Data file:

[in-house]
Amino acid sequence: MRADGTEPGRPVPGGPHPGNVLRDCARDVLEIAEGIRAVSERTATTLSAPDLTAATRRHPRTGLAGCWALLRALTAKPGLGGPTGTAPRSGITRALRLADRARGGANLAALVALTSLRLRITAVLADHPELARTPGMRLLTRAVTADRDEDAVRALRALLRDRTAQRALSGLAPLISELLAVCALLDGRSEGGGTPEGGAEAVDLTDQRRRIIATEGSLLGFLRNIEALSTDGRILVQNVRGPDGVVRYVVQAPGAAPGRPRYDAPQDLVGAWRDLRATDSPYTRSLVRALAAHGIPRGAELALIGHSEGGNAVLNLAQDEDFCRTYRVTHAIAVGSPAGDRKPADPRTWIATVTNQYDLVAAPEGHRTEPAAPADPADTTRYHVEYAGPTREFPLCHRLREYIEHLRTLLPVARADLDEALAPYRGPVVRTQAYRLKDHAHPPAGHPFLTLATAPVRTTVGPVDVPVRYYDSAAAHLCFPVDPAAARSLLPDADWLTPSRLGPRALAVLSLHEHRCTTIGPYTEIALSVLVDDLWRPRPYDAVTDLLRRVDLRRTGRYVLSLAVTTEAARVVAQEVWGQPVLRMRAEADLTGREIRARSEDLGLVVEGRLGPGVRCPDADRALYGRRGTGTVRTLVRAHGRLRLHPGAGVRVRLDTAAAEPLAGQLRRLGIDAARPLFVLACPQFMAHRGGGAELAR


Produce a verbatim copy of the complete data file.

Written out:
[in-house]
Amino acid sequence: MRADGTEPGRPVPGGPHPGNVLRDCARDVLEIAEGIRAVSERTATTLSAPDLTAATRRHPRTGLAGCWALLRALTAKPGLGGPTGTAPRSGITRALRLADRARGGANLAALVALTSLRLRITAVLADHPELARTPGMRLLTRAVTADRDEDAVRALRALLRDRTAQRALSGLAPLISELLAVCALLDGRSEGGGTPEGGAEAVDLTDQRRRIIATEGSLLGFLRNIEALSTDGRILVQNVRGPDGVVRYVVQAPGAAPGRPRYDAPQDLVGAWRDLRATDSPYTRSLVRALAAHGIPRGAELALIGHSEGGNAVLNLAQDEDFCRTYRVTHAIAVGSPAGDRKPADPRTWIATVTNQYDLVAAPEGHRTEPAAPADPADTTRYHVEYAGPTREFPLCHRLREYIEHLRTLLPVARADLDEALAPYRGPVVRTQAYRLKDHAHPPAGHPFLTLATAPVRTTVGPVDVPVRYYDSAAAHLCFPVDPAAARSLLPDADWLTPSRLGPRALAVLSLHEHRCTTIGPYTEIALSVLVDDLWRPRPYDAVTDLLRRVDLRRTGRYVLSLAVTTEAARVVAQEVWGQPVLRMRAEADLTGREIRARSEDLGLVVEGRLGPGVRCPDADRALYGRRGTGTVRTLVRAHGRLRLHPGAGVRVRLDTAAAEPLAGQLRRLGIDAARPLFVLACPQFMAHRGGGAELAR